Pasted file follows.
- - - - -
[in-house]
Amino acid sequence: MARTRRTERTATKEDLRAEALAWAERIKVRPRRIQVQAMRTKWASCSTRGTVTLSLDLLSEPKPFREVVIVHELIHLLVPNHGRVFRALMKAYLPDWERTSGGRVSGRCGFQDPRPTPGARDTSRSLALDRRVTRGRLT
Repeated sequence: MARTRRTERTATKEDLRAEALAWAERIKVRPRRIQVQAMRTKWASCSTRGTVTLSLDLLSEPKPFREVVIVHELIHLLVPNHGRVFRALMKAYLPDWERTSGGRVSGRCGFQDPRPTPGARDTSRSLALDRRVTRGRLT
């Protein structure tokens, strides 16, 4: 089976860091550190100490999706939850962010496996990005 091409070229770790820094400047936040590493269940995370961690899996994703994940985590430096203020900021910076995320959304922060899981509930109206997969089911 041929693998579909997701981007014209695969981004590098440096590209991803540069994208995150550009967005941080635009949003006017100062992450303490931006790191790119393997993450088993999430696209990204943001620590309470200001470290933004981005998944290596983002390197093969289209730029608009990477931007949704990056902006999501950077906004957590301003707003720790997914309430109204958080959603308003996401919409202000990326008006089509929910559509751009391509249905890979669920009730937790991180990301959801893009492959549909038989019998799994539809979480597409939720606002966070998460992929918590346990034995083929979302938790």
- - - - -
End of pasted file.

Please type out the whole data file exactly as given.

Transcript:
[in-house]
Amino acid sequence: MARTRRTERTATKEDLRAEALAWAERIKVRPRRIQVQAMRTKWASCSTRGTVTLSLDLLSEPKPFREVVIVHELIHLLVPNHGRVFRALMKAYLPDWERTSGGRVSGRCGFQDPRPTPGARDTSRSLALDRRVTRGRLT
Repeated sequence: MARTRRTERTATKEDLRAEALAWAERIKVRPRRIQVQAMRTKWASCSTRGTVTLSLDLLSEPKPFREVVIVHELIHLLVPNHGRVFRALMKAYLPDWERTSGGRVSGRCGFQDPRPTPGARDTSRSLALDRRVTRGRLT
């Protein structure tokens, strides 16, 4: 089976860091550190100490999706939850962010496996990005 091409070229770790820094400047936040590493269940995370961690899996994703994940985590430096203020900021910076995320959304922060899981509930109206997969089911 041929693998579909997701981007014209695969981004590098440096590209991803540069994208995150550009967005941080635009949003006017100062992450303490931006790191790119393997993450088993999430696209990204943001620590309470200001470290933004981005998944290596983002390197093969289209730029608009990477931007949704990056902006999501950077906004957590301003707003720790997914309430109204958080959603308003996401919409202000990326008006089509929910559509751009391509249905890979669920009730937790991180990301959801893009492959549909038989019998799994539809979480597409939720606002966070998460992929918590346990034995083929979302938790």